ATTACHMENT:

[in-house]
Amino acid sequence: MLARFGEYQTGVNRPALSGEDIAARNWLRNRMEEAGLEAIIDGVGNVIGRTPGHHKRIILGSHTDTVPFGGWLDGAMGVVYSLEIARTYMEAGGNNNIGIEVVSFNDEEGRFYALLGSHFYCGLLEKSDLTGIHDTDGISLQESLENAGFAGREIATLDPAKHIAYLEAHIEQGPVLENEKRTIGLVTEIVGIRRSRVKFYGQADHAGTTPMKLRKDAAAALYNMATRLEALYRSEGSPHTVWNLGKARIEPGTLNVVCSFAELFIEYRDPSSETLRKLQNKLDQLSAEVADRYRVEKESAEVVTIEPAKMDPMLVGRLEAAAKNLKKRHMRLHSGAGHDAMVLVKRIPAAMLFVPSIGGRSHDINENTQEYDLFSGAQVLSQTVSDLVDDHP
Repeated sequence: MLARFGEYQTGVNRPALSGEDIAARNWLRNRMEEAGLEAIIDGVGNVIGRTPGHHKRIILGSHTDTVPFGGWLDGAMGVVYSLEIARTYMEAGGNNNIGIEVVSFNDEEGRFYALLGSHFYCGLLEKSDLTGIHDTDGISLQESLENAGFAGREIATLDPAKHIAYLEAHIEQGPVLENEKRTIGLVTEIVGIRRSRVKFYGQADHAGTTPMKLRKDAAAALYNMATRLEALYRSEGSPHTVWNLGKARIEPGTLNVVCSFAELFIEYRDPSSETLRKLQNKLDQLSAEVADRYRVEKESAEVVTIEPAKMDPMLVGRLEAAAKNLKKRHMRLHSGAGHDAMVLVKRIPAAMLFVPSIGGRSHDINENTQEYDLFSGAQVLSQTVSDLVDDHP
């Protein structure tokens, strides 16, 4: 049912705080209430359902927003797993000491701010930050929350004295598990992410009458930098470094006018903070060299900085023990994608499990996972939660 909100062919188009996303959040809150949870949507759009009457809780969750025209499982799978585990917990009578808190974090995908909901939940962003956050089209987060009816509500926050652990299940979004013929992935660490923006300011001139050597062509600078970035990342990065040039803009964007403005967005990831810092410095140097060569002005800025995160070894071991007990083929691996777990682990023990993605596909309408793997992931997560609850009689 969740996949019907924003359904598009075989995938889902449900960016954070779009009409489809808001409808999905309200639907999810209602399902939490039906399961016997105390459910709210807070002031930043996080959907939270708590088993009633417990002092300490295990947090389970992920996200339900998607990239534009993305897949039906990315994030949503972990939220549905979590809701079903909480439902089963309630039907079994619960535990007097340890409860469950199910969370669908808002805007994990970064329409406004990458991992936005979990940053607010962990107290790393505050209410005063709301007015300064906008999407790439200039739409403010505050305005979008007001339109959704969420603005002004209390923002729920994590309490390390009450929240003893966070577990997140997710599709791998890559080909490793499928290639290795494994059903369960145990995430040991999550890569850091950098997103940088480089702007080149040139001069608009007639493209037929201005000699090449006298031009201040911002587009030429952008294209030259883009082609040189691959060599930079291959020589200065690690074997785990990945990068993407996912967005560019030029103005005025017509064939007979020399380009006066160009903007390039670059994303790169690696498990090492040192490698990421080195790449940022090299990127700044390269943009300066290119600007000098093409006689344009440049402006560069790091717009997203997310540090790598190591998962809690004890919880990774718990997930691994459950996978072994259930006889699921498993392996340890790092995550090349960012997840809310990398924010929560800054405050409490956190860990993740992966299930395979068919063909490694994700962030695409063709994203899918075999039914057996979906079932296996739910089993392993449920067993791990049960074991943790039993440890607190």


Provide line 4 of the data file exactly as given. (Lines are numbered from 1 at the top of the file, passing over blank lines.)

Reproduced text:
């Protein structure tokens, strides 16, 4: 049912705080209430359902927003797993000491701010930050929350004295598990992410009458930098470094006018903070060299900085023990994608499990996972939660 909100062919188009996303959040809150949870949507759009009457809780969750025209499982799978585990917990009578808190974090995908909901939940962003956050089209987060009816509500926050652990299940979004013929992935660490923006300011001139050597062509600078970035990342990065040039803009964007403005967005990831810092410095140097060569002005800025995160070894071991007990083929691996777990682990023990993605596909309408793997992931997560609850009689 969740996949019907924003359904598009075989995938889902449900960016954070779009009409489809808001409808999905309200639907999810209602399902939490039906399961016997105390459910709210807070002031930043996080959907939270708590088993009633417990002092300490295990947090389970992920996200339900998607990239534009993305897949039906990315994030949503972990939220549905979590809701079903909480439902089963309630039907079994619960535990007097340890409860469950199910969370669908808002805007994990970064329409406004990458991992936005979990940053607010962990107290790393505050209410005063709301007015300064906008999407790439200039739409403010505050305005979008007001339109959704969420603005002004209390923002729920994590309490390390009450929240003893966070577990997140997710599709791998890559080909490793499928290639290795494994059903369960145990995430040991999550890569850091950098997103940088480089702007080149040139001069608009007639493209037929201005000699090449006298031009201040911002587009030429952008294209030259883009082609040189691959060599930079291959020589200065690690074997785990990945990068993407996912967005560019030029103005005025017509064939007979020399380009006066160009903007390039670059994303790169690696498990090492040192490698990421080195790449940022090299990127700044390269943009300066290119600007000098093409006689344009440049402006560069790091717009997203997310540090790598190591998962809690004890919880990774718990997930691994459950996978072994259930006889699921498993392996340890790092995550090349960012997840809310990398924010929560800054405050409490956190860990993740992966299930395979068919063909490694994700962030695409063709994203899918075999039914057996979906079932296996739910089993392993449920067993791990049960074991943790039993440890607190």